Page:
News

Live sheep trade in Australia to be banned in 2028, industry transition package announced

Published May 13, 2024

Tridge summary

Australia's Federal Government has announced the cessation of the $77 million live sheep by sea export trade, effective May 1, 2028, with a $107 million transition package to support industry stakeholders. The package includes funding for business planning, infrastructure expansion, international market maintenance, and sheep welfare monitoring. The government has also accepted 23 out of 28 recommendations from an independent panel, including supporting supply chain businesses to exit the industry if they cannot transition. The phase-out is expected to gradualize producers and supply chain participants out of the industry, without reducing current quotas and markets. The decision has been met with criticism from the Liberal party and the sheep industry, citing potential economic impact and the negotiation of new markets with Middle Eastern countries.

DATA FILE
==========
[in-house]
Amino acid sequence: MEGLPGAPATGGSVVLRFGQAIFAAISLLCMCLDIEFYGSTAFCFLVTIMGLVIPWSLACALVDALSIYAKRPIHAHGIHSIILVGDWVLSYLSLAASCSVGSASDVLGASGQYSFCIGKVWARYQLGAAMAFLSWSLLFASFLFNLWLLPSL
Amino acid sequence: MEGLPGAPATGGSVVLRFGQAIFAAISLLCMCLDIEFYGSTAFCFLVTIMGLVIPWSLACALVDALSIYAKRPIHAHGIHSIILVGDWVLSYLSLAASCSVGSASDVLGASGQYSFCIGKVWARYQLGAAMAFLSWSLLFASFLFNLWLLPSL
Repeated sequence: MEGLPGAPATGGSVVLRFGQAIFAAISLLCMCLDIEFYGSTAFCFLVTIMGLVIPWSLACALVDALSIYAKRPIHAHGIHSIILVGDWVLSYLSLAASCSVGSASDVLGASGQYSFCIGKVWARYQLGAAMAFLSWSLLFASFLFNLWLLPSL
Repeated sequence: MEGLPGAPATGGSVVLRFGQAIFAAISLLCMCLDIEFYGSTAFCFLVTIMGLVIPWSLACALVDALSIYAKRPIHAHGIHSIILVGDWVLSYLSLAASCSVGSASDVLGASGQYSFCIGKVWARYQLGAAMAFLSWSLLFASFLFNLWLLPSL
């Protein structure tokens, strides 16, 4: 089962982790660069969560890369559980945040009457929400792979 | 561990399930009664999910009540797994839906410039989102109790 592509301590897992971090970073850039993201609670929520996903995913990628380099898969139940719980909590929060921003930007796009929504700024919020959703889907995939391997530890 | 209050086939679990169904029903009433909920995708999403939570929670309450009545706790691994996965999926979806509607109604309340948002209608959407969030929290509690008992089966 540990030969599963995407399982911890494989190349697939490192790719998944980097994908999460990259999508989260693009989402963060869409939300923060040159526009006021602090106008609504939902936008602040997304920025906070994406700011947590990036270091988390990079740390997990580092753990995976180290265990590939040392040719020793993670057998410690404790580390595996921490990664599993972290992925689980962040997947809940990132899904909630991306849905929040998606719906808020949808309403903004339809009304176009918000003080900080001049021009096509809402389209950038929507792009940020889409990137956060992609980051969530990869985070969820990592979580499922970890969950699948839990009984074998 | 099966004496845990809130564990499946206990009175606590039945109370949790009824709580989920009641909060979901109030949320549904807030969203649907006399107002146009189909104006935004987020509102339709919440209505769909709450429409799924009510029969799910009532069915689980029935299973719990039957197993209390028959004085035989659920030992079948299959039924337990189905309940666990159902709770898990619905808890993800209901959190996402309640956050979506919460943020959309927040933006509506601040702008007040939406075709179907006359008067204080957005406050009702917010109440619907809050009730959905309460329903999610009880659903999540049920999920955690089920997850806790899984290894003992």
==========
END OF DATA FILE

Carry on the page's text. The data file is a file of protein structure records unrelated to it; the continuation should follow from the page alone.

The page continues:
Disclaimer: The above summary was generated by Tridge's proprietary AI model for informational purposes.

Original content

Australia's $77 million live sheep by sea export trade will be shut down from May 1, 2028, while the Federal Government has unveiled a $107m transition package for industry stakeholders. Agriculture, Fisheries and Forestry Minister Murray Watt made the long-awaited announcement in Perth on Saturday, promising that legislation to enable the phaseout will be introduced into parliament before the next election. He also released a 28-recommendation report that was handed to the government last October by an independent panel formed to advise it on how and when to best phase-out the industry. As part of the government's response to the report, $107m will be spent over five years and includes $64.6m to assist all impacted parts of the sheep industry supply chain, from farmers, to truckies and shearers, prepare business plans "for their adjustment away" from the trade. "Possible avenues for action could include seeking necessary advice, training staff and making physical and financial ...
Source: Farmweekly
By clicking “Accept Cookies,” I agree to provide cookies for statistical and personalized preference purposes. To learn more about our cookies, please read our Privacy Policy.